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C.N. Douglas, comp.  Forty Thousand Quotations: Prose and Poetical.  1917.
 
Vaughan
 
                  Affliction is a mother,
Whose painful throes yield many sons,
Each fairer than the other.
  1
        And yet, as angels in some brighter dreams
  Call to the soul when man doth sleep,
So some strange thoughts transcend our wonted themes,
  And into glory peep.
  2
                        As great a store
Have we of books as bees of herbs or more.
  3
        Bright pledge of peace and sunshine! the sure tie
Of thy Lord’s hand, the object of His eye!
When I behold thee, though my light bedim,
Distinct and low, I can in thine see Him
Who looks upon thee from His glorious throne,
And minds the covenant between all and One.
  4
        Bright shadows of true rest! some shoots of bliss;
Heaven once a week;
The next world’s gladness prepossest in this;
A day to seek;
Eternity in time; the steps by which
We climb above all ages: lamps that light
Man through his heap of dark days; and the rich
And full redemption of the whole week’s flight.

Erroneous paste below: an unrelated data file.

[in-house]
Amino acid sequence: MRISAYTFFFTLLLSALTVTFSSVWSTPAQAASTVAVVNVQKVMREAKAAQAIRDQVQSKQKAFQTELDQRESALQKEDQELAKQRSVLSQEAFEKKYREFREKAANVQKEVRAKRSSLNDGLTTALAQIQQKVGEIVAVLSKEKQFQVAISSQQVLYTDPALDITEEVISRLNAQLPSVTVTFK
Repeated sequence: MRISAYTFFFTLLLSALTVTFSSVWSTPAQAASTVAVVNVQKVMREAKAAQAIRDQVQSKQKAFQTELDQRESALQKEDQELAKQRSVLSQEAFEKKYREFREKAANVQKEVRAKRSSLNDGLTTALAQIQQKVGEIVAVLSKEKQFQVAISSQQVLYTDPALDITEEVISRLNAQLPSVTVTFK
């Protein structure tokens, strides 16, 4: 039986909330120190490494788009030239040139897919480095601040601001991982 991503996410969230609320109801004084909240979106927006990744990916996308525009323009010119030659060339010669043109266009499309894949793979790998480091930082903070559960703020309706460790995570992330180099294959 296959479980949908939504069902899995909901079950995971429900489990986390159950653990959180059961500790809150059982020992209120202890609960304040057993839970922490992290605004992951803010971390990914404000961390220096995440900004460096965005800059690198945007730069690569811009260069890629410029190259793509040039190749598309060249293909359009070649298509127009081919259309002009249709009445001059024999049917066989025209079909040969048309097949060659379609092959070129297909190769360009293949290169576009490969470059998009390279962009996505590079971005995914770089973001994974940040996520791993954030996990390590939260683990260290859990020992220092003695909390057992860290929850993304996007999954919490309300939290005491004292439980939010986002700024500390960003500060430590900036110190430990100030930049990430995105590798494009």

5
        But felt through all this fleshly dresse
Bright shootes of everlastingnesse.
  6
        Mornings are mysteries; the first world’s youth,
Man’s resurrection, and the future’s bud
Shroud in their births.
  7
        Sure thou did’st flourish once! and many springs,
Many bright mornings, much dew, many showers,
Passed o’er thy head; many light hearts and wings,
Which now are dead, lodg’d in thy living bowers.
And still a new succession sings and flies;
Fresh groves grow up, and their green branches shoot
Towards the old and still-enduring skies;
While the low violet thrives at their root.
  8
        The rising winds
And falling springs,
Birds, beasts, all things
Adore him in their kinds.
Thus all is hurl’d
In sacred hymns and order, the great chime
And symphony of nature.
  9
        Then bless thy secret growth, nor catch
At noise, but thrive unseen and dumb;
Keep clean, be as fruit, earn life, and watch
Till the white-wing’d reapers come.
  10
        ’Twas so; I saw thy birth. That drowsy lake
From her faint bosom breath’d thee, the disease
Of her sick waters, and infectious ease.
But now at even,
Too gross for heaven,
Thou fall’st in tears, and weep’st for thy mistake.
  11
        When first thy eyes unveil, give thy soul leave
To do the like; our bodies but forerun
The spirit’s duty. True hearts spread and heave
Unto their God, as flow’rs do to the sun.
Give him thy first thoughts then; so shalt thou keep
Him company all day, and in him sleep.
  12
        When thou dost shine, darkness looks white and fair,
Forms turn to music, clouds to smiles and air;
Rain gently spends his honey-drops, and pours
Balm on the cleft earth, milk on grass and flowers.
Bright pledge of peace and sunshine!
  13
  Bright pledge of peace and sunshine.  14
  Dear beauteous death, the jewel of the just.  15
  Some syllables are swords.  16
  To God, thy country, and thy friend be true.  17
  Where God is, all agree.  18
 
 
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